In a manner of speaking, they had to look back to Amazon’s earlier days and, instead of thinking for the next (literally) big thing—i.e. expanding the company’s megastore presence—the real solution may actually be to think on a smaller scale…dial it back, so to speak. They need to look into developing convenience stores, modest-sized grocery stores and even freestanding liquor stores.
The company also readjusted its pricing schematics for its online sales. Whereas in the past, it maintained its low prices guarantee, it was decided to keep that limited to the brick and mortar stores, while the website would take on the Amazon model, with prices that fluctuate based on the market competition.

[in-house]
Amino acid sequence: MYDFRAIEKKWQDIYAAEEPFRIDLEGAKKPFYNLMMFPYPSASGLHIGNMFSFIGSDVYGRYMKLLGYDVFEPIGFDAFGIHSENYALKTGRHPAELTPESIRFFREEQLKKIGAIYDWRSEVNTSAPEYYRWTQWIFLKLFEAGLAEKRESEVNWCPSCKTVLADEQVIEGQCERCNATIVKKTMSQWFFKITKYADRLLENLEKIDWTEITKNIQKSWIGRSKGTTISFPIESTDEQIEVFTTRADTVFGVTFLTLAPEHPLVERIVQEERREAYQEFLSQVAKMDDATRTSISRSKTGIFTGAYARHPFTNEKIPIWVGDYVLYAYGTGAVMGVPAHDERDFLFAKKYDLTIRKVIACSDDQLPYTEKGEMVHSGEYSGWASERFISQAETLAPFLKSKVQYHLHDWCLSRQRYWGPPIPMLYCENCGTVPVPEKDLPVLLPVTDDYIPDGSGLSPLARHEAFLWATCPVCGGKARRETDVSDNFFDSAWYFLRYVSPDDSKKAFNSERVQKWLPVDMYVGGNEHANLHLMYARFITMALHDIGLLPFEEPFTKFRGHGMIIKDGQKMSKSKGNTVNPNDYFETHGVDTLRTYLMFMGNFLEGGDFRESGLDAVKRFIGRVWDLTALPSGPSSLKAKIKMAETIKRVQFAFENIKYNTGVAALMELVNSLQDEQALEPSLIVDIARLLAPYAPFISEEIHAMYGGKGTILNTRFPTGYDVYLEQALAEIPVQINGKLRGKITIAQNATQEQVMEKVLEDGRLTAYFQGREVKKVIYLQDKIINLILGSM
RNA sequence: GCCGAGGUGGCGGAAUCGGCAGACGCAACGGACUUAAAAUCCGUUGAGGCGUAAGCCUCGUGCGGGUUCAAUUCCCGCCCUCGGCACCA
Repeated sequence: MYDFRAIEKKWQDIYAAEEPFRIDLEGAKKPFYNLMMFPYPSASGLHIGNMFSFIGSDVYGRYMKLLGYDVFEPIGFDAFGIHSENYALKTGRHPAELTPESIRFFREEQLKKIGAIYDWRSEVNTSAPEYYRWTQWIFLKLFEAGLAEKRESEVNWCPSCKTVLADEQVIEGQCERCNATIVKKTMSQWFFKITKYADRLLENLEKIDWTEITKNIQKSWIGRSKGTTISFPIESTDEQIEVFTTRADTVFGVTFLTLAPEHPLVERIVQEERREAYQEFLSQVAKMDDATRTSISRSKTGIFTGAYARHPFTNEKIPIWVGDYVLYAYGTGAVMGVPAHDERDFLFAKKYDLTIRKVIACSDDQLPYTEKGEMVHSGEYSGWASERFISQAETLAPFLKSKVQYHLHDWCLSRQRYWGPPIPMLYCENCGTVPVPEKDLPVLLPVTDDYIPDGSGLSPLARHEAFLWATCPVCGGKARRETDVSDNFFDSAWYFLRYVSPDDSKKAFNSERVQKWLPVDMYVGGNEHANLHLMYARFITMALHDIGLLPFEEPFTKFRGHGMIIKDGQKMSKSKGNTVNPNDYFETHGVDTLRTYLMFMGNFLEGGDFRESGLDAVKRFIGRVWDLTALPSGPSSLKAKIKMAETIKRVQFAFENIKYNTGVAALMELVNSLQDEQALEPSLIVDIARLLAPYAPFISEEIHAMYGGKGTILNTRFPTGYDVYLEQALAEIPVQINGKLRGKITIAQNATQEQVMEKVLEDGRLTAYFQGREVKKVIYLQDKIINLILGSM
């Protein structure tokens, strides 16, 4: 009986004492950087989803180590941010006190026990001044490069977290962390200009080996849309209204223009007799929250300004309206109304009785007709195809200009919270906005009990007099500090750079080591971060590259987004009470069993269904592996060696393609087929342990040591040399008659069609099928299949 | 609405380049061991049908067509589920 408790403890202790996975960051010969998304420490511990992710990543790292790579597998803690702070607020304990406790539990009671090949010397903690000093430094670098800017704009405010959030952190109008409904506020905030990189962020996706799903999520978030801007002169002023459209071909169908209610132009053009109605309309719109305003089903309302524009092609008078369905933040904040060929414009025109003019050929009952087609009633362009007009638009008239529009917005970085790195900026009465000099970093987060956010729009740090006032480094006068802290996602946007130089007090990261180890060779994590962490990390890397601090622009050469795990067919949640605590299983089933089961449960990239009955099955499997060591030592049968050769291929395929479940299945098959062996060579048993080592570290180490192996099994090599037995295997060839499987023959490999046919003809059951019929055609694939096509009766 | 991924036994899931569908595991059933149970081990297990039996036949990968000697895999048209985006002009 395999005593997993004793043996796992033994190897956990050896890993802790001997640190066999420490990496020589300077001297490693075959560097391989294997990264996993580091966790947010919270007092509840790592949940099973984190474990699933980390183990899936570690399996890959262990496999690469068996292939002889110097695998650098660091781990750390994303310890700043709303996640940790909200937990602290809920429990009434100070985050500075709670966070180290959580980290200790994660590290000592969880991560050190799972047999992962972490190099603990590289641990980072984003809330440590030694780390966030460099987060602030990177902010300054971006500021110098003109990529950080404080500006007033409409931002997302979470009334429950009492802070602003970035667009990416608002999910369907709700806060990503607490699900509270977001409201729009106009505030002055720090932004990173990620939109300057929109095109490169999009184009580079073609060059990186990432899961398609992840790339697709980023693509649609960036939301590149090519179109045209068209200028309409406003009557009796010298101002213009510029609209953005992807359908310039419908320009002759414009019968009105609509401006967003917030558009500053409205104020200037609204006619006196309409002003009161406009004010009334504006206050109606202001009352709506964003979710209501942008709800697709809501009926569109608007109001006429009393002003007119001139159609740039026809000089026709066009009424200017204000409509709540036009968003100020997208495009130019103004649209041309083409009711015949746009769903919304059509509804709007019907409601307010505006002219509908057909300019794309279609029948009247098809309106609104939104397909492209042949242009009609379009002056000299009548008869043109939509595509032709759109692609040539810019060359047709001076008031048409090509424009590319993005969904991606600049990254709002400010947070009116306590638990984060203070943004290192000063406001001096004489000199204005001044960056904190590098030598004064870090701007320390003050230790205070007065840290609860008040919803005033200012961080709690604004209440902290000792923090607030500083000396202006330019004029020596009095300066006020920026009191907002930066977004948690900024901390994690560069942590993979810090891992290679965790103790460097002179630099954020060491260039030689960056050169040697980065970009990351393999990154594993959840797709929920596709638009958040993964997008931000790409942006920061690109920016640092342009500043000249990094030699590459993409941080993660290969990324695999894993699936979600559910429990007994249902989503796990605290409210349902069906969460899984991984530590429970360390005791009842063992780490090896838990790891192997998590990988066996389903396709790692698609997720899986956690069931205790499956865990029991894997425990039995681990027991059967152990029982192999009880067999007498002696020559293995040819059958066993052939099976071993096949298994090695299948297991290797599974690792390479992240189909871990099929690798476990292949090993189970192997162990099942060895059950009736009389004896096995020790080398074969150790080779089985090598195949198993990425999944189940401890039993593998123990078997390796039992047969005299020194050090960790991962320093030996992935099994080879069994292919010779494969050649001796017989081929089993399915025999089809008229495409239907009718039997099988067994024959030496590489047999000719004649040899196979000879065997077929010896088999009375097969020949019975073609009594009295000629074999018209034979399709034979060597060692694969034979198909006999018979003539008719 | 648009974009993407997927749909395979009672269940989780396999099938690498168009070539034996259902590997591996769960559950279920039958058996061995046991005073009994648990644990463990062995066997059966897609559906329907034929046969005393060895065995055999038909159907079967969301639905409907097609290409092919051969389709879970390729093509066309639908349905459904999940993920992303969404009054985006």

It’s a smart move on Wal-Mart’s part to make it a priority to study its competitors in the wake of slowing sales and the need to come up with a solution, and a practice we feel all business professionals should be on top of. If you want to check out The Everything Store and see why it is such a compelling read, you can find a summary of the book here.